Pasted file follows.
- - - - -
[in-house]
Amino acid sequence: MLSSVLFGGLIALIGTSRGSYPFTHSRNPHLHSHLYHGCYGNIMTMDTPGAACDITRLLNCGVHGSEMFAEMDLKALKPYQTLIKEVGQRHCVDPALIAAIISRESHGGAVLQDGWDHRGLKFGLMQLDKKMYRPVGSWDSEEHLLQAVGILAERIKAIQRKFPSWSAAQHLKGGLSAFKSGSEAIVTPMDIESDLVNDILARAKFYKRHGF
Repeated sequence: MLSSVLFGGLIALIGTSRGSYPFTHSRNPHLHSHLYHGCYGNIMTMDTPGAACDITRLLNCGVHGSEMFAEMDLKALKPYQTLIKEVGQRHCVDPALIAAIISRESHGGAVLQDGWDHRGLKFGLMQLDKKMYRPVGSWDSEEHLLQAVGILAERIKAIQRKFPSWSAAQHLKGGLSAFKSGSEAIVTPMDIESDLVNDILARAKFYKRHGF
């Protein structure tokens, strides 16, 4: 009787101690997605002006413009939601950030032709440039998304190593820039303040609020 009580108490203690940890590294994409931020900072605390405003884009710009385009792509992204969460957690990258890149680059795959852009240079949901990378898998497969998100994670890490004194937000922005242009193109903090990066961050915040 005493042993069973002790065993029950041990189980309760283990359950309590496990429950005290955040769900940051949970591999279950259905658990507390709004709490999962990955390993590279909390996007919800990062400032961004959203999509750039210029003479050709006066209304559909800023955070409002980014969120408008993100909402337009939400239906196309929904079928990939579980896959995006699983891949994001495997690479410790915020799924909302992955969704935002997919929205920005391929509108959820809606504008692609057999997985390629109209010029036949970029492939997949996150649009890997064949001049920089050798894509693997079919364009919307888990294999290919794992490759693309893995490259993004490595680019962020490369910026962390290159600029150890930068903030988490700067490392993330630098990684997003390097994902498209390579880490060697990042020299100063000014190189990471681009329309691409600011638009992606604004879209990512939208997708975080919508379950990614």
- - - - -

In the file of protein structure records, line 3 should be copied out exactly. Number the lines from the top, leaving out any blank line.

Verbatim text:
Repeated sequence: MLSSVLFGGLIALIGTSRGSYPFTHSRNPHLHSHLYHGCYGNIMTMDTPGAACDITRLLNCGVHGSEMFAEMDLKALKPYQTLIKEVGQRHCVDPALIAAIISRESHGGAVLQDGWDHRGLKFGLMQLDKKMYRPVGSWDSEEHLLQAVGILAERIKAIQRKFPSWSAAQHLKGGLSAFKSGSEAIVTPMDIESDLVNDILARAKFYKRHGF